All aboard the gravy train
09 November 2018 | Columns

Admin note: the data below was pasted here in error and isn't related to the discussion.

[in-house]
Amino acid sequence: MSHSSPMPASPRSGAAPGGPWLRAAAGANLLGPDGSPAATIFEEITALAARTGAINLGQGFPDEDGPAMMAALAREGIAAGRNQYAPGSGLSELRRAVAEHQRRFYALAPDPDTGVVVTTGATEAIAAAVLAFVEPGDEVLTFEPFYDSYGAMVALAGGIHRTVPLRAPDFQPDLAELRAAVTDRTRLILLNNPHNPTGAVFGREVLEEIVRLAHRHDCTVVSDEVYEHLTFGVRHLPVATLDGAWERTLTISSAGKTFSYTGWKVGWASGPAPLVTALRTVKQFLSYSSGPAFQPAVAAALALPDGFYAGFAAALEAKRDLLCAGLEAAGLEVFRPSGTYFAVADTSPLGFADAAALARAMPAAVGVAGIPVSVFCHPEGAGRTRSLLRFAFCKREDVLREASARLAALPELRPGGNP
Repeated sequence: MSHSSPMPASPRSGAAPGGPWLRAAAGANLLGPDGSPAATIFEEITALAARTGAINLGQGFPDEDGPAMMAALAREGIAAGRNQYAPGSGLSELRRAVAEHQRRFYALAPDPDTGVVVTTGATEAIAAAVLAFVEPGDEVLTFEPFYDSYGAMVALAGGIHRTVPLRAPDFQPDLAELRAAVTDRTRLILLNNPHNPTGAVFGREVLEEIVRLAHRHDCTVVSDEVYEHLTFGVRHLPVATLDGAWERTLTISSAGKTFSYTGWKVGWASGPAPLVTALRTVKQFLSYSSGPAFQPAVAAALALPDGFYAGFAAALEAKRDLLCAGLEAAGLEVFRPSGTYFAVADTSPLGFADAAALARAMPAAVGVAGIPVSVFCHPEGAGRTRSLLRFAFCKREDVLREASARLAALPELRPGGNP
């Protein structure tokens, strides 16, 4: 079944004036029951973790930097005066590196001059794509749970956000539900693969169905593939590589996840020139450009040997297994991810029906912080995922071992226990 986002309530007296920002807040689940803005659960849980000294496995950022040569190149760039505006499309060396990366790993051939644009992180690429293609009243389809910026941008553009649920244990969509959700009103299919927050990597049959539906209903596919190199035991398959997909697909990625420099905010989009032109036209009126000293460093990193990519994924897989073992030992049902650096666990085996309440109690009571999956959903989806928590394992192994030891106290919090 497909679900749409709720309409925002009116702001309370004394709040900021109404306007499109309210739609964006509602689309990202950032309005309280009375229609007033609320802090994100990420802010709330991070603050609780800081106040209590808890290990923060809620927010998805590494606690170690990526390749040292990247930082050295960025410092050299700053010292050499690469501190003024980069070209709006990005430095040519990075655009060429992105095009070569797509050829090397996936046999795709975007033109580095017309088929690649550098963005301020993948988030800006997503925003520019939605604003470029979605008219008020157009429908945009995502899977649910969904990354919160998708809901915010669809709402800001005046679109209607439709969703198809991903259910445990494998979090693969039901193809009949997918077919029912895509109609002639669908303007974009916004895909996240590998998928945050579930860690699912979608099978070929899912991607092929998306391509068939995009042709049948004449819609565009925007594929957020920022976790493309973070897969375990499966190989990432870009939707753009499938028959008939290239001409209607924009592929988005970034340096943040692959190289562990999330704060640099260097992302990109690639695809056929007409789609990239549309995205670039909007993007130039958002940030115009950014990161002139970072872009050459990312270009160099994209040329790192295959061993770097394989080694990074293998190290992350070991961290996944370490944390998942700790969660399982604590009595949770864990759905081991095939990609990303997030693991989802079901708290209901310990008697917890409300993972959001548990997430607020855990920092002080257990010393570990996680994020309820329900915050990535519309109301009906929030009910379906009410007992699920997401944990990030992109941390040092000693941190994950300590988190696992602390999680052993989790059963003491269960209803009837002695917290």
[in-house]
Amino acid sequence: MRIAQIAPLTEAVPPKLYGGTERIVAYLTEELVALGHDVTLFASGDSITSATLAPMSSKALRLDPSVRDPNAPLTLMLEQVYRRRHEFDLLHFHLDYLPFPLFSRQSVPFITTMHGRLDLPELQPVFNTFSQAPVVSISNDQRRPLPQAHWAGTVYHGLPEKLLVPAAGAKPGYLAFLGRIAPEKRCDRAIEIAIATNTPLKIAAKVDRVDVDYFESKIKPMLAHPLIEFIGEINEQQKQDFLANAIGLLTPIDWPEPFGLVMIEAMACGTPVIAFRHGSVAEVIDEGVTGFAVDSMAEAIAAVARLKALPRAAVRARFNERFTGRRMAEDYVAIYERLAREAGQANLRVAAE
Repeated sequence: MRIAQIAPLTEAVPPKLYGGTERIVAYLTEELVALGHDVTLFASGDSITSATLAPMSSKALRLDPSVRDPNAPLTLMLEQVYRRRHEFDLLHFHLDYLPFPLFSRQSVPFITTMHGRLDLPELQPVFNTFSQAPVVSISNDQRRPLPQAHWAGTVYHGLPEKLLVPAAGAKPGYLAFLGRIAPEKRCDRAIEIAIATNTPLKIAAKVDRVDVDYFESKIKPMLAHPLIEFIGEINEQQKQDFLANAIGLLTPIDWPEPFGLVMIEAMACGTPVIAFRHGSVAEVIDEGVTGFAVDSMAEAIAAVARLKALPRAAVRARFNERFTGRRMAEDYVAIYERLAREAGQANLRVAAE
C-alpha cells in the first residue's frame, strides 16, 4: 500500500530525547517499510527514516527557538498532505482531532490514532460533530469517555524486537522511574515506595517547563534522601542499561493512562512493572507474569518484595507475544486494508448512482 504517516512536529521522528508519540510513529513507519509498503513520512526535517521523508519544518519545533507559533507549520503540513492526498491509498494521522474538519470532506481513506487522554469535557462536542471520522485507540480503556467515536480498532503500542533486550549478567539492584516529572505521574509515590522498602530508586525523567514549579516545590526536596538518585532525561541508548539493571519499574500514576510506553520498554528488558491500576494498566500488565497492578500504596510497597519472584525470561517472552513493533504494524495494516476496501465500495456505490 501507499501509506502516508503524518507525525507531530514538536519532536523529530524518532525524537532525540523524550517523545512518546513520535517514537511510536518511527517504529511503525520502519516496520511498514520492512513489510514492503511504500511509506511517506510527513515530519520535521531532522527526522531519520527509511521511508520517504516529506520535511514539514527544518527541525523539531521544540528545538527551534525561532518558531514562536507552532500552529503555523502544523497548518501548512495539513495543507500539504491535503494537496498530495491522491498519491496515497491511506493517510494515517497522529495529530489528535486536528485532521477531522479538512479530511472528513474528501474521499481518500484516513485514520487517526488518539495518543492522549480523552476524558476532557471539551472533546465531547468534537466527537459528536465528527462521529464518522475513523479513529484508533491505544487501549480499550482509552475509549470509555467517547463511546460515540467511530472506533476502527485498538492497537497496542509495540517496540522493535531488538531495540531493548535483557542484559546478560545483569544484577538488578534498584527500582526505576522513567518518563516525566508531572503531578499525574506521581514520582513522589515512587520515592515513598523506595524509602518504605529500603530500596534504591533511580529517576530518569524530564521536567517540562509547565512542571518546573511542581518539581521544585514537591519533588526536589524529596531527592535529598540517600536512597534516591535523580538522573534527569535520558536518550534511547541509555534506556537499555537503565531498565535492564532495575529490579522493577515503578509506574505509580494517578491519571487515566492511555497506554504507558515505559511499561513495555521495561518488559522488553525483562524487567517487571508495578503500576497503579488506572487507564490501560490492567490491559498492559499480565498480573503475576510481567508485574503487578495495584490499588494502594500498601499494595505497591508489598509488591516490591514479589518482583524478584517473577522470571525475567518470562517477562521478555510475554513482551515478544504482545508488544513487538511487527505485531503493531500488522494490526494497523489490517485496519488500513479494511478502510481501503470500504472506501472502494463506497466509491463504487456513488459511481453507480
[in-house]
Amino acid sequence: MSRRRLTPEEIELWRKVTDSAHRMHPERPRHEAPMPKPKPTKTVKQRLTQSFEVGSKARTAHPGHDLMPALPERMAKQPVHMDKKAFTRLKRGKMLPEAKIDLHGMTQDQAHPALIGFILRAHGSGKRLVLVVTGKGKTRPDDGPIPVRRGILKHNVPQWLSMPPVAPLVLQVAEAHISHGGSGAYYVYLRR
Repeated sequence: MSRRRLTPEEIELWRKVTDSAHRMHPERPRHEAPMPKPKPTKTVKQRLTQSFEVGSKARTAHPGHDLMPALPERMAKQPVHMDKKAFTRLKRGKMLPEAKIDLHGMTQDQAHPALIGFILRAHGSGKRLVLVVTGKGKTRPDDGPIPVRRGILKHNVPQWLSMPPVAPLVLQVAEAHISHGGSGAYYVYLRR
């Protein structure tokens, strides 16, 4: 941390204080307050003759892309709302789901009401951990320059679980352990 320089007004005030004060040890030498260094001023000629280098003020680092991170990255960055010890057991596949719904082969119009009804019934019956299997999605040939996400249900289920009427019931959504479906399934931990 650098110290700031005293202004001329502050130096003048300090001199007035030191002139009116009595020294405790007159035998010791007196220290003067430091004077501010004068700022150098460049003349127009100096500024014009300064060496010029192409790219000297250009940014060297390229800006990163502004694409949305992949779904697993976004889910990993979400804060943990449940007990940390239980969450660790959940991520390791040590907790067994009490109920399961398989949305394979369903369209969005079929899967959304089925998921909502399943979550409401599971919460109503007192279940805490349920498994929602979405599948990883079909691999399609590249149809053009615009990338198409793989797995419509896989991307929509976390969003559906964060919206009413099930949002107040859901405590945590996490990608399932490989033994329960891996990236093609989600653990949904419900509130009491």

Telecom Namibia is the latest company to ride the gravy train, following revelations this week that the communications firm paid its executives over N$2.5 million in unapproved bonuses. The Confidente reported this week that Telecom Namibia paid its CEO Theo Klein N$618 012, while company secretary Jinah Buys pocketed around N$200 000. Other executives that benefited handsomely are chief mobile officer Armando Penny (N399 940), chief operations officer Laban Hiwilepo (N$401 133) and chief commercial officer Calvin Muniswaswa, who received a staggering N$531 250 bonus. Bonuses, according to the report, were also paid out to HR chief Holger Sircoulomb (N$103 671), while Alisa Amupolo of Powercom got N$232 284. The news about Telecom's huge payouts follows hot on the heels of reports confirming that the Namdia board of directors pocketed hefty sitting fees totalling N$8 million in the last two financial years. While it is not the first time that state-owned enterprises have been caught out boarding the gravy train, the latest case is truly outrageous; more so especially when taxpayers are kept in the dark all the time. The principle is that taxpayers' money should be accounted for and the general public has the right to know how much is spent on whom and on what. Do our already highly paid executives working for state-owned enterprises deserve these huge bonuses, considering the widespread poverty in our country? It is also difficult to comprehend how the Telecom management can justify such huge rewards for their top executives, when there are serious questions about the company's alleged poor service delivery. It is blatantly obvious there is an entrenched and unrelenting sense of entitlement from those who are supposed to lead by example. It is also clear as daylight that our economy is struggling at the moment and even ordinary Namibians have tightened their belts, in the context of being prudent. Why can't these powerful people do the same?